Pro Core Data for iOS

Data Access and Persistence Engine for iPhone, iPad, and iPod touch

By Michael Privat , Robert Warner

Pro Core Data for iOS Cover Image

Pro Core Data for iOS shows you how to use Apple’s Core Data framework on iPhone, iPad, and iPod touch devices. The book explains both how and why to use Core Data, from simple to advanced techniques.

Full Description

  • ISBN13: 978-1-4302-3355-8
  • 400 Pages
  • User Level: Intermediate
  • Publication Date: January 27, 2011
  • Available eBook Formats: EPUB, MOBI, PDF
  • Print Book Price: $39.99
  • eBook Price: $27.99
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Full Description

The power of Core Data allows iOS developers to efficiently store and retrieve application data using familiar object-oriented paradigms. Pro Core Data for iOS explains both how and why to use Core Data for data storage, from simple to advanced techniques. Covering common and advanced persistence patterns, this book prepares any iOS developer to store and retrieve data accurately and proficiently.



Lots of iOS development books touch on Core Data, taking you through a few mainstream use cases for storing and retrieving data in your iOS applications. In Pro Core Data for iOS, however, we take you further into Core Data and show you how to leverage the power of this data framework.



After reading this book, you’ll be able to answer all of these questions:

  • What are all the parts of Core Data, and how do they interact?
  • How do I create my own custom store?
  • Should I use plain NSManagedObject instances or custom classes?
  • How do I undo and redo Core Data actions?
  • How do I filter, sort, and aggregate data?
  • What is “faulting,” and why should I care?
  • Suppose I want to change my data model; how do I migrate my users’ data?
Pro Core Data for iOS delves into these and other Core Data questions. With explanations, diagrams, code samples, and working explanations, this book will make you a Core Data pro!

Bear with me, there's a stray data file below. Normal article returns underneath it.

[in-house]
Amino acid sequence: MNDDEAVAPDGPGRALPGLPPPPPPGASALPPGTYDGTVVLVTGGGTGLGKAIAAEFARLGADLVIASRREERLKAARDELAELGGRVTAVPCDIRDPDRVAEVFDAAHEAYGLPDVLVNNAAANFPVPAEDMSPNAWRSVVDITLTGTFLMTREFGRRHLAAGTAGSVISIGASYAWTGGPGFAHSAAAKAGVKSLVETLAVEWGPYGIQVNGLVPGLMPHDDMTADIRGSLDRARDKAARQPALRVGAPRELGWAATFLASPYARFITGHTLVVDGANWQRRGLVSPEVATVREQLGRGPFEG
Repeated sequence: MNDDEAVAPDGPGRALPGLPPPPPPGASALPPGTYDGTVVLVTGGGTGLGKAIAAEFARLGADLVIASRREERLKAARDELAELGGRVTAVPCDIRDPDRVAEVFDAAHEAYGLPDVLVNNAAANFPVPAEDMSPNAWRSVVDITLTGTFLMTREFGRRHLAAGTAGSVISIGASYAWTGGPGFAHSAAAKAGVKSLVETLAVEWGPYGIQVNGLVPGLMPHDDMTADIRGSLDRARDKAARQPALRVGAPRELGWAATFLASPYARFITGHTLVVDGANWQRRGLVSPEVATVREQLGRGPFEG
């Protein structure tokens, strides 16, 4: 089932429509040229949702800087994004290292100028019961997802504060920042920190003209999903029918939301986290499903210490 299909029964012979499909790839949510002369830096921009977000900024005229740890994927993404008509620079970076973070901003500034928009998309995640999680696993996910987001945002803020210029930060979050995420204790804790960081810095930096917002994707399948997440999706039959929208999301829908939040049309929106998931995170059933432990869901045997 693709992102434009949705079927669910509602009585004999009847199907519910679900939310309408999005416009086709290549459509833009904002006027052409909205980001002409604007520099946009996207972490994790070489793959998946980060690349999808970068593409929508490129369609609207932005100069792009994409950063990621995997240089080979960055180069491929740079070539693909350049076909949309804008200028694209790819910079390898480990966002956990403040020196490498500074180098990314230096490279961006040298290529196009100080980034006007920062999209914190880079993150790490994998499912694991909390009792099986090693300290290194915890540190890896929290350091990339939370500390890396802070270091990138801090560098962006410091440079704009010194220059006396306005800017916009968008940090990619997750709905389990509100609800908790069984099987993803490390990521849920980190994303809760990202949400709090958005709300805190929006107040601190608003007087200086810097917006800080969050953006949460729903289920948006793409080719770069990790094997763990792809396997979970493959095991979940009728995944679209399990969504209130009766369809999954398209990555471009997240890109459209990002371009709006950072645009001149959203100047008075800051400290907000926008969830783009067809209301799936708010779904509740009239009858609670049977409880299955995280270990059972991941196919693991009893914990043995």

What you’ll learn

  • Organize data appropriately
  • Persist data efficiently
  • Use Apple’s tools effectively
  • Build Core Data applications
  • Use Core Data in advanced settings
  • Version and migrate data as your applications evolve

Who this book is for

All iPhone, iPad, and iPod touch developers whose applications manage any amount of data.

Table of Contents

Table of Contents

  1. Getting Started
  2. Understanding Core Data
  3. Storing Data: SQLite and Other Options
  4. Creating a Data Model
  5. Working with Data Objects
  6. Refining Result Sets
  7. Tuning Performance and Memory Usage
  8. Versioning and Migrating Data
  9. Using Core Data in Advanced Applications
Source Code/Downloads

Downloads are available to accompany this book.

Your operating system can likely extract zipped downloads automatically, but you may require software such as WinZip for PC, or StuffIt on a Mac.

Errata

Please Login to submit errata.

On page Kindle location 1341, Listing 5-8:
Listing 5-8 does not seem to follow the typeface conventions used in the book for added code. Consequently, it's unclear from the text that the user must add the category: "it is necessary to create a category and list the methods for the relationships, as shown in Listing 5-8." If Listing 5-8 showed the category in bold type, it would be more understandable.

On page 9:
space between persistentStore and Coordinator in figure 1-6. Should be persistentStoreCooridnator.

On page 68 and 70:
For TeamViewController.m on page 68 you say:

"add release calls for team and rootController to the dealloc: method."

but the dealloc: method on page 70 only calls super.

On page 85:
cannot assign self outside of the init family.


function:

- (id)initWithMasterController:(MasterViewController *)aMasterController team:

On page 94:
On the prior page, you state that the metadata file is a plist, which would use the ".plist" file extension, and that in this example, our data file will point to the .txt file.

So on page 94 in the metadataForPersistentStoreWithURL:error: method, if the metadata doesn't exist, we need to create the new store. However, the new store file is being written to the file path created at the top of the method using the ".plist" extension. Shouldn't this be ".txt" ?

I downloaded the sample code, but its the same.

On page 145:
In Shapes application, in method -(void)createShapeAt:(CGPoint)point, in a case of creating a new polygon, there is no relationship made from each new generated vertex object, to a correlating shape object.
The problem surfaces after one or more polygon objects are created, and application is closed. After relaunching application, there is no any polygon objects displayed on the screen, and when screen orientation is changed application crashes.
I solved this problem by inserting line of code that creates relationship from each newly created vertex object to the correlating shape(polygon) object.
[vertex setValue:shape forKey:@"polygon"];